Changes in the structure and strategy of American for a new kind of leader-a leader who commands
industry have created the need a completely new range of skills.
Corporate Leadership Skills: A New Synthesis Richard
n taking the initiative to accomplish a goal or organization mission -a behavior we casually call ‘leadership”- managers often must exceed the bounds of their given authority. The reasons for that are simple. First, organization design is never perfect or complete. Written policies and procedures never cover al! that must be done. In fact, if they were followed to the letter, such policies and procedures often would prevent an organization from accomplishing its mission. For example, British postal workers in the 1970s shut the postal service down simply by following policies and procedures precisely. They did not need to go on strike to have that effect. Then, too, those who make up organization charts don’t spend much time analyzing the gaps between parts, functions, or divisions of.any organization. When there are no rules, someone has to take the initiative to bridge those boundaries. Also, organizations are run by people, who are not interchangeable parts. Each is unique, and the 0 1987 by The Richard
combination calls for a manager who does more than exercise a role. But we know these things. Why, then, is there a new fascination with that oldfashioned word ‘leadership”? Because some of the changes that occurred during the 1970s and 1980s have created increasingly greater uncertainty and risk, along with more unknowns, more threats, and more opportunities-many of which remain to be identified. The litany of changes that follows is not a new list but a reminder of the pressing needs that are driving us once again to examine the essence of corporate leadership. In this decade, the United States has seen: Dramatic and sometimes unpredictable competition among world suppliers in markets the United States had taken for granted. These new suppliers are located not only in Western nations but also in Third World countries such as Hong Kong, Singapore, Korea, and China. They are driving the United States into the postindustrial age. l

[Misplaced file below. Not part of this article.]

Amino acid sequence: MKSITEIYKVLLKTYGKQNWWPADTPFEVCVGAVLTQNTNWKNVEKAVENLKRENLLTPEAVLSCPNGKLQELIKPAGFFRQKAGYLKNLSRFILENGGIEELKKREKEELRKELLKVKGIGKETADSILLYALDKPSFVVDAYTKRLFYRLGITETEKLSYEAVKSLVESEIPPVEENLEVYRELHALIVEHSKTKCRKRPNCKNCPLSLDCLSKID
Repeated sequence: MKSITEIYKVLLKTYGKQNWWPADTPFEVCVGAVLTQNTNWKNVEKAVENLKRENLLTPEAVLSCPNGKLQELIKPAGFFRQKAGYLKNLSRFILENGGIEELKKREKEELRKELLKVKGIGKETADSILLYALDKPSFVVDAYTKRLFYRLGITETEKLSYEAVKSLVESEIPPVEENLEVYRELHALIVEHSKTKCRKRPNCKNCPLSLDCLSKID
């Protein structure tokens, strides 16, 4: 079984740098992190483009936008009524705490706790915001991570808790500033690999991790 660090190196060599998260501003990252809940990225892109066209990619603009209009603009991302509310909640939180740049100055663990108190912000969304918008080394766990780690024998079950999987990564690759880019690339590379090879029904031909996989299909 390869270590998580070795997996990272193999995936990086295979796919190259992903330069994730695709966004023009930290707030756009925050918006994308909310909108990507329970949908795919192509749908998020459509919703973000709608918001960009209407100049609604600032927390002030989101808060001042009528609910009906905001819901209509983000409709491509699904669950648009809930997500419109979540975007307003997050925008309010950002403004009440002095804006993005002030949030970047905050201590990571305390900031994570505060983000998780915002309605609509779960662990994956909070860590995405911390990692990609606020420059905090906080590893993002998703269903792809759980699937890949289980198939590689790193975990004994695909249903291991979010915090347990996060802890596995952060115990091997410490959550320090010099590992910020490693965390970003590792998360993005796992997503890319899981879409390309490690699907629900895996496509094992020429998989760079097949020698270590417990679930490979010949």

l Deregulation, begun under President Nixon and continued under Presidents Carter and Reagan, of basic industries such as communications, fiance, and transportation, which has resulted in a restructuring of American business and industry. l Continuation of the technological race, with “Japan Inc.” gaining the edge in growth markets that U.S. companies had considered their own. l The information explosion which, while not always living up to the worst predictions, is most certainly shaping our thinking and working patterns. . Transformation of a manufacturingbased economy to a service-based economy. l An increasingly heterogeneous workforce composed of more women and members of minority groups as well as more people of different generations, resulting in new conflicts and challenges for U.S. management. l Shrinkage of the independent sector of the economy, which has served human needs in the United States as in no other country in the world. Increasingly, Americans value themselves more for what they receive (dollars) than for what they can give (service). l The rise of a new hero- the entrepreneur - who presumably is bringing competitiveness, excitement, and inventiveness to a sterile marketplace. l Aggressive efforts by business and industry to find better ways to gain marketshare and profit margins.
NEW SKILLS CATEGORIES NEEDED